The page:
Experts believe 2009 gift card purchases will bounce back from last holiday season, when spending on the cards decreased to $24.9 billion from $26.3 billion in 2007, according to the National Retail Federation.
However, there’s some disagreement about how much spending on gift cards will rise.
“Consumers are buying gift cards that have less value — the average value of the cards is down by $6, to $46 from $52,” says Dave Sievers, principal and Consumer Products and Retail Practice lead at Archstone Consulting in Stamford, Conn. “Generally, they’re buying cards that can be redeemed for necessities and practical purchases — such as Walmart, Target, supermarkets, restaurants — versus discretionary items.”
The 24th Annual Holiday Survey conducted by Deloitte indicated that gift cards will be the No. 1 present for the sixth consecutive year, with 64 percent of consumers saying they’ll give or receive them. Deloitte’s survey says average spending will increase to $35, up from $28 a year ago.
“I don’t think gift card spending will be down at all,” says Dan Horne, a marketing professor at Providence College in Providence, R.I., and an expert on the gift card business. “People want to give recipients something they can really use, and they don’t want to make a mistake. Gift cards will be an alternative.”
Regardless of whether spending per card is up or down, necessities, not luxuries, will be what gift givers spend their money on.
With that trend in mind, Bankrate.com added five new cards to our annual study of gift cards. These are iTunes, Starbucks and three of the major restaurant chains: Darden (Red Lobster, Olive Garden, Longhorn Steakhouse, Seasons 52, Bahama Breeze, the Capital Grille), OSI Restaurant Partners (Outback, Carrabba’s, Bonefish Grill, Fleming’s, Roy’s) and Yum Brands (KFC, Long John Silver’s, Pizza Hut, Taco Bell).
Once again, we looked at the terms on gift cards from major retailers, including Amazon and eBay, and those from American Express, Discover, MasterCard and Visa, which are known as open-loop cards.
In September, American Express announced it would no longer charge the $2 monthly service fee after 12 months — and that change is retroactive to old cards, too. However, our survey found that Discover, MasterCard and Visa still charge a $2.50 monthly maintenance fee after 12 consecutive months of inactivity.
“This year, the gift card market is very competitive and we’re seeing discounting,” says Horne. “American Express did away with its fees. To do well, you have to innovate. Competition drives consumer benefit. “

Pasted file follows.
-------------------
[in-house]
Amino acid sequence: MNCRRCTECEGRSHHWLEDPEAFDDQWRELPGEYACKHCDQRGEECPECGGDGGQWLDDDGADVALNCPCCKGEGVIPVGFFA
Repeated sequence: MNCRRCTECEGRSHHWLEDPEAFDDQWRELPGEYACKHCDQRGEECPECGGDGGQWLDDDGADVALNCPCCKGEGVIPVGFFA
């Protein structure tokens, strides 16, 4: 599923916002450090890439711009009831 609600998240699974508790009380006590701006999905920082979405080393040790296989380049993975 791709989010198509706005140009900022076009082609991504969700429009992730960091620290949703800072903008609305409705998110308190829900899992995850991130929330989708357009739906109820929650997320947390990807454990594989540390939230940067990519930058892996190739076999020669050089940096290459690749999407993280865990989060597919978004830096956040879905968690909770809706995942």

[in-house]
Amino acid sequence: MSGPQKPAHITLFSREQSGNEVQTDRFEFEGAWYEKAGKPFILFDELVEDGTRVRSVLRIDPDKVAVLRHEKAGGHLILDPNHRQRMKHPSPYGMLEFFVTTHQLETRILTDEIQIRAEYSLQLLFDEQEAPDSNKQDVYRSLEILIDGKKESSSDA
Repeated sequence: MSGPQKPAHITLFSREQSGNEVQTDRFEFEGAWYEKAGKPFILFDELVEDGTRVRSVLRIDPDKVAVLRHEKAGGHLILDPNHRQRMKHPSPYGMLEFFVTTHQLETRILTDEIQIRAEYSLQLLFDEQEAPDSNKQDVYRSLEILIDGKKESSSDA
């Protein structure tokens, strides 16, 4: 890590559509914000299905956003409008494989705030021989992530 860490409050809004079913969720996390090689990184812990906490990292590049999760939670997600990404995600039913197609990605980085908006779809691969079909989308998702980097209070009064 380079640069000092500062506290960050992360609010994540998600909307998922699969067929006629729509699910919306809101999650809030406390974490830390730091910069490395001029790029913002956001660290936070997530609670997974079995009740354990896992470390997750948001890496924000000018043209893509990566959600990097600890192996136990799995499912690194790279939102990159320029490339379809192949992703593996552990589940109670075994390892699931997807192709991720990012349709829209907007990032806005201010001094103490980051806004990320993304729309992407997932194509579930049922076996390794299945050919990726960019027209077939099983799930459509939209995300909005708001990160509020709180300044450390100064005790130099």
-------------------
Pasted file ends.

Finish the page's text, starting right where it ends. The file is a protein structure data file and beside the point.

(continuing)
All of the open-loop gift cards, which can be used anywhere, have a “valid thru” date now, which is printed on the front of the cards. Previously, cards expired after 24 months. This valid thru date is not an expiration date. However, once the valid thru date arrives, the cardholder must request a new card with a new valid thru date in order to keep using it.
“The valid thru date is a technological issue,” says Horne. “When you buy online, you need to give an expiration date. Since open-loop cards run on the same rails as credit cards, all those fields have to be plugged in; it has to have an expiration date.”
“The funds on the card never expire,” says American Express spokeswoman Marinna Norville. “Valid thru is just to demonstrate the magnetic stripe for the life of the card. Shelf life for the mag stripe is about five years. If you have a card with a past valid thru date, just call and you’ll get a new card.”
Get in on the CARD Act
When the Credit CARD Act pertaining to gift cards takes effect Aug. 22, 2010, gift cards cannot expire before five years have elapsed unless clearly disclosed on the card. The dormancy fee is still allowed after 12 consecutive months of inactivity. The new law does allow a one-time “service fee” to be charged.
“National retailers are quite content to sell gift cards without fees,” says Sievers, “because it brings shoppers into the stores, and people tend to make purchases that are greater than the gift card value. But the bank cards have to charge fees — that’s how they make their money.”
None of the retailers’ cards has a service fee. Starbucks charges a $1.50 handling fee for cards purchased online but no fee if the card is bought in the store.
Also, retailers’ cards do not expire, which is good for consumers. “Generally, consumers don’t like expiration dates — who likes to be told what to do and when?” says Sievers. “But human procrastination is normal, so an expiration date forces them to use it.”
This year, Home Depot joins the list of retailers whose cards can be used online as well as in the store. Only T.J. Maxx/Marshall’s and CVS do not allow gift cards to be redeemed online.
The restaurant chain gift cards we surveyed, of course, have to be redeemed in the restaurant. The restaurants all offer gift cards in denominations as low as $10, and Yum! Brands has $5 gift cards for Long John Silver’s and Taco Bell — a little stocking stuffer for your stomach. Pizza Hut cards can be reloaded with additional funds, just as Starbucks’ cards can.
Regardless of what type of gift card you receive this holiday, the advice remains the same. “Get ’em and spend ’em,” says Horne. “Boxing Day — the day after Christmas — people will be lined up to spend their gift cards at youth-oriented merchants, Best Buy. People without resources but ‘pressing needs’ — like teenagers — will be there.”
So maybe in the States we should call Dec. 26 “Big Box Day”?
Before you buy or use a gift card, check out the issuers with Bankrate’s Exclusive: 2009 Gift Card Study.
This study was conducted the week of Oct. 12, by Bankrate market analyst Heather Kuhn.